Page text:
One of America’s most celebrated cardiothoracic surgeons, Mehmet Oz, MD, FACS, has saved hundreds of lives with his deft surgical skills and his sage health advice. But the best-selling author and Oprah regular claims that you — not your physician — are the key to improving your health.
“You have the ability to do something I can’t do,” Oz says. “Your health is about you, and only you can work on it.
But if you don’t have a clue where to start, Oz isn’t surprised — and he believes he and his fellow physicians are partly to blame. “Part of the problem is that people aren’t getting this message because we aren’t getting it to them,” he says.
Doctors train for years to diagnose illnesses, remove appendixes and reset broken bones, yet they get virtually no training in how to talk with patients about improving their health. The doctor-patient relationship, he continues, is “so much around what I can do for you as a doctor and not about what you can do for yourself even better.”
This information gap between doctors and patients has reached a critical mass. “America thinks that if something isn’t working, you can get an operation or medication,” he says. “I’ve operated most of my life on about 400 people a year. That’s 10,000 hearts in a lifetime. And that is a drop in the bucket of the bigger [healthcare] problems facing America.”
So this surgeon set out to become a doctor who talks. After hearing from patients that he had a knack for explaining health information in a way that helped them understand it, he and his wife, Lisa, a television producer, launched Second Opinion With Dr. Oz, a series that appeared on the Discovery Health Channel in 2003. Auspiciously, his first guest was Oprah Winfrey.
Soon, he was making appearances on her show and reaching a national audience. Yet he wanted to ensure his message was really reaching people. “How would I emphasize that something is important? I would give it an owners’ manual,” he says. “Everything else that’s important in life has one.” So he did, coauthoring with Michael Roizen, MD, the best-selling YOU: The Owner’s Manual (HarperCollins, 2005), which turned out to be the first in a series of YOU: books.
“When you appreciate the spectacular machine you own, you become more aware of what you are doing to it,” he says. “Just ask yourself: Would you feed someone else the food you just ate? Force them to work the job you work? Would you be unhappy with someone who just did what you did?”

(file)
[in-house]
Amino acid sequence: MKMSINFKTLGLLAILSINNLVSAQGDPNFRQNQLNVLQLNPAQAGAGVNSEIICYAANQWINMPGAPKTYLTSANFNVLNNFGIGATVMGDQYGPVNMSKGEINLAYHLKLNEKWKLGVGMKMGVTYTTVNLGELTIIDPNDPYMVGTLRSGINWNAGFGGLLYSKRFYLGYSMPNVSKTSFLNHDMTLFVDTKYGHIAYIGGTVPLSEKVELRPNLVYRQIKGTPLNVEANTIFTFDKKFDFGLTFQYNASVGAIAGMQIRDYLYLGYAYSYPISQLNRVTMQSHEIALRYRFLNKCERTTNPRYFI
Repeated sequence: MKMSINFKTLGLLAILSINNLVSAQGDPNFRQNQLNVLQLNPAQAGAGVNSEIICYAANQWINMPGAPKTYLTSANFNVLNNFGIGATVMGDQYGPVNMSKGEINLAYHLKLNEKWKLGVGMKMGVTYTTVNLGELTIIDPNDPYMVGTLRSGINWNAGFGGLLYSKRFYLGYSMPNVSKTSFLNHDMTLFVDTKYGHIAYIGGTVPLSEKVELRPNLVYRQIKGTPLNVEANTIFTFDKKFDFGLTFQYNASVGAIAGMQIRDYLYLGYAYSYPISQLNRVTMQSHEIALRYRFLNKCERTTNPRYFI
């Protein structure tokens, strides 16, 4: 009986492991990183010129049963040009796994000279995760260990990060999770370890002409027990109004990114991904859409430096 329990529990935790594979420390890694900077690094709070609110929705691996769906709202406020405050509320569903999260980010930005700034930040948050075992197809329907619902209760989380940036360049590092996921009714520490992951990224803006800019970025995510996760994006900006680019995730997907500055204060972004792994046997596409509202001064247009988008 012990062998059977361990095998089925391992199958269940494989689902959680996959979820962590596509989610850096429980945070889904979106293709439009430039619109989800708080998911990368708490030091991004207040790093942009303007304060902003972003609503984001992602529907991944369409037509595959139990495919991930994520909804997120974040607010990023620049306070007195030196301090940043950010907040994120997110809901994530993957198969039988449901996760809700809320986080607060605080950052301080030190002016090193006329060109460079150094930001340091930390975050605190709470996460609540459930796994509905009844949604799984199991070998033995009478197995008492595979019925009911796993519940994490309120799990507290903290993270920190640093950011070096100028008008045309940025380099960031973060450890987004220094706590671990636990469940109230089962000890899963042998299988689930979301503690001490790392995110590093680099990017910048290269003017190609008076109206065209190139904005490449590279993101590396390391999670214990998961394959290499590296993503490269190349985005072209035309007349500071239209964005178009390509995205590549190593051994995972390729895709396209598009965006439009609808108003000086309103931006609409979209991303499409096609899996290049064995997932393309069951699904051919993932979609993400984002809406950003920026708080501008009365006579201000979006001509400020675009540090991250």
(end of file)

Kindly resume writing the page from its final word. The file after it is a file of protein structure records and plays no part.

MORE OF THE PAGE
A professor of surgery at Columbia University in New York, the 47-year-old Oz splits his time between the classroom, the hospital, media appearances, writing projects and family duties at his New Jersey home that he shares with his wife and four children. Which is another way of saying he’s a pretty busy fellow. So how does he follow his own advice and stay healthy and balanced?
For one, he rigorously guards his schedule. “I’m very jealous about my time, so I’m a very automated guy,” he explains. “I’m in bed by 11:00; up by 5:45. And I don’t waste time during the day. My advice to anybody who wants to succeed is to have a routine.” That way, he continues, you don’t have to waste time thinking about what your routine will be.
And that includes packing his meals and snacks. “I always bring food from home,” he says. “I want to feel good every day, so I never put anything in my mouth that won’t encourage that — and I won’t cheat on that.”
He recommends that half of everything we eat should look like it did when it was harvested. His personal favorites? “I never go anywhere without nuts,” he says.
He also starts every morning with a brief yoga set. “First, I bend at my waist and relax, then do a sun salutation. Then I keep one leg in the air and do 20 pushups on each side. Then I do the triangle pose. It all takes only seven minutes,” says Oz. “I don’t do it to get big or bulky. It just warms me up and I’m ready to go.”
What really keeps Oz centered and balanced, though, is his family. “My relationships with my wife, my kids, my best friends — these, for me, are inviolable relationships,” he says.
He likens strong family ties to having a personal safety zone. “No matter who gets mad at me for what, I have my fortress,” he says. “They make sure that my inner core is safe and healthy.”